As songwriter, singer, guitarist, and founder of the Beatles, John Lennon is one of the all time icons of rock and roll. As a founding member of the Beatles, Lennon was arguably one of the most influential musicians ever to inhabit the planet. The music of the Beatles transcended barriers between age groups, races, national borders, and styles of music to reach the broadest audience ever reached by a musical group.
Lennon was also an avid harmonica player. Harmonica was the first instrument he learned to play, and his harp lines have graced numerous top Beatles songs including “Love Me Do,” “Please Please Me,” “Twist and Shout,” “Chains,” “Thank You Girl,” and “I'm a Loser.”
Lennon brought the harmonica to the silver screen in the Beatles film A Hard Day's Night with his memorable performance on the song “I Should Have Known Better.”
Lennon's power as a proponent of harmonica music is illustrated by the fact that Hohner went so far as to issue a special Beatles Harmonica in 1964, which came in a box with the Beatles' pictures on it, and included music to two top Beatles hit songs, a beginner harmonica instruction chart, and a signed photograph of the group.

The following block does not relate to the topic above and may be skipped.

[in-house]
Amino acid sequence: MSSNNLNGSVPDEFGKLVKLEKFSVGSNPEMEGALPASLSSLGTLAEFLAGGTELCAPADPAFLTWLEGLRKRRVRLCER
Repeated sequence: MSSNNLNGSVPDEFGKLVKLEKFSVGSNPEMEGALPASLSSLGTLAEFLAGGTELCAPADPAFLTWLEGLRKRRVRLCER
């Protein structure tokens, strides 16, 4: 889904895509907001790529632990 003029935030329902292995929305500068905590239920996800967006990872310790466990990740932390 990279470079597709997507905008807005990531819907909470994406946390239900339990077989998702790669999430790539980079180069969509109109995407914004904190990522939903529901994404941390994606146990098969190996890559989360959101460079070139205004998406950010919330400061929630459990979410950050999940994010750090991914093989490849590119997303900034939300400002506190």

Lennon was born in Liverpool, England, in 1940. He was killed by an assassin in New York City in 1980.
John Lennon was strongly influenced by another harmonica player, Texas blues rocker Delbert McClinton. While in the United Kingdom on tour in 1962 McClinton met the young Lennon, who admired McClinton for his famous harmonica riff on Bruce Channel's number one hit “Hey Baby.” McClinton taught the riff to Lennon, who used it as inspiration for his own harmonica riff on “Love Me Do.”